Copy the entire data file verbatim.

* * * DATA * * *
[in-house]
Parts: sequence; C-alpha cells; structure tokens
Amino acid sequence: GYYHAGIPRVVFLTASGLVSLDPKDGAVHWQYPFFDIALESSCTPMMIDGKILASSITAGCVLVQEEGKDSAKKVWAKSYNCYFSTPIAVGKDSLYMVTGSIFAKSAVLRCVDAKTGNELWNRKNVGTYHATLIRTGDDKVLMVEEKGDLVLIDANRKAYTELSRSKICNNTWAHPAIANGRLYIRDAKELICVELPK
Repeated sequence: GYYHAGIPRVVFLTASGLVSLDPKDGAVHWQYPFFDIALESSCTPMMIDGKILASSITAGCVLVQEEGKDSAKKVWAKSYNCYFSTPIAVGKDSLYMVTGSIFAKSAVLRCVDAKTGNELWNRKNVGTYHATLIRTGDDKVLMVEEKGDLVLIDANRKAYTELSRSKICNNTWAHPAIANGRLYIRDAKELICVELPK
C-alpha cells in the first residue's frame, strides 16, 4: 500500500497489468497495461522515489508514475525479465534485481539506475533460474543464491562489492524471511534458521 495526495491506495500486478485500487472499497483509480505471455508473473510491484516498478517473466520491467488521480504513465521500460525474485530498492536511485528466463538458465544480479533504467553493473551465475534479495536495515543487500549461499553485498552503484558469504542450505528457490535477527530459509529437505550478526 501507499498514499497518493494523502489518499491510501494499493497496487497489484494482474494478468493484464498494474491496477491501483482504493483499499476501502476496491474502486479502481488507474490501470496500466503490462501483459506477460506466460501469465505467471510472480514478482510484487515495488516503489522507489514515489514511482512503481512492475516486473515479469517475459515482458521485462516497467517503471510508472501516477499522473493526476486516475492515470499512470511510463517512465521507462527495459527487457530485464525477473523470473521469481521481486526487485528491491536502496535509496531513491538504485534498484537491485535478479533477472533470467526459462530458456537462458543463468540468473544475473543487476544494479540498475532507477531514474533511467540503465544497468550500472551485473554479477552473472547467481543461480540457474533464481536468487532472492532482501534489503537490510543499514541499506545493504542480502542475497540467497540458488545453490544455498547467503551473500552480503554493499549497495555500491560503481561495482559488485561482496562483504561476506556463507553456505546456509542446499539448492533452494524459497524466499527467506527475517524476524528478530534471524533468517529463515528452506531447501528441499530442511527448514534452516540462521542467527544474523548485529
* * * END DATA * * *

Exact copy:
[in-house]
Parts: sequence; C-alpha cells; structure tokens
Amino acid sequence: GYYHAGIPRVVFLTASGLVSLDPKDGAVHWQYPFFDIALESSCTPMMIDGKILASSITAGCVLVQEEGKDSAKKVWAKSYNCYFSTPIAVGKDSLYMVTGSIFAKSAVLRCVDAKTGNELWNRKNVGTYHATLIRTGDDKVLMVEEKGDLVLIDANRKAYTELSRSKICNNTWAHPAIANGRLYIRDAKELICVELPK
Repeated sequence: GYYHAGIPRVVFLTASGLVSLDPKDGAVHWQYPFFDIALESSCTPMMIDGKILASSITAGCVLVQEEGKDSAKKVWAKSYNCYFSTPIAVGKDSLYMVTGSIFAKSAVLRCVDAKTGNELWNRKNVGTYHATLIRTGDDKVLMVEEKGDLVLIDANRKAYTELSRSKICNNTWAHPAIANGRLYIRDAKELICVELPK
C-alpha cells in the first residue's frame, strides 16, 4: 500500500497489468497495461522515489508514475525479465534485481539506475533460474543464491562489492524471511534458521 495526495491506495500486478485500487472499497483509480505471455508473473510491484516498478517473466520491467488521480504513465521500460525474485530498492536511485528466463538458465544480479533504467553493473551465475534479495536495515543487500549461499553485498552503484558469504542450505528457490535477527530459509529437505550478526 501507499498514499497518493494523502489518499491510501494499493497496487497489484494482474494478468493484464498494474491496477491501483482504493483499499476501502476496491474502486479502481488507474490501470496500466503490462501483459506477460506466460501469465505467471510472480514478482510484487515495488516503489522507489514515489514511482512503481512492475516486473515479469517475459515482458521485462516497467517503471510508472501516477499522473493526476486516475492515470499512470511510463517512465521507462527495459527487457530485464525477473523470473521469481521481486526487485528491491536502496535509496531513491538504485534498484537491485535478479533477472533470467526459462530458456537462458543463468540468473544475473543487476544494479540498475532507477531514474533511467540503465544497468550500472551485473554479477552473472547467481543461480540457474533464481536468487532472492532482501534489503537490510543499514541499506545493504542480502542475497540467497540458488545453490544455498547467503551473500552480503554493499549497495555500491560503481561495482559488485561482496562483504561476506556463507553456505546456509542446499539448492533452494524459497524466499527467506527475517524476524528478530534471524533468517529463515528452506531447501528441499530442511527448514534452516540462521542467527544474523548485529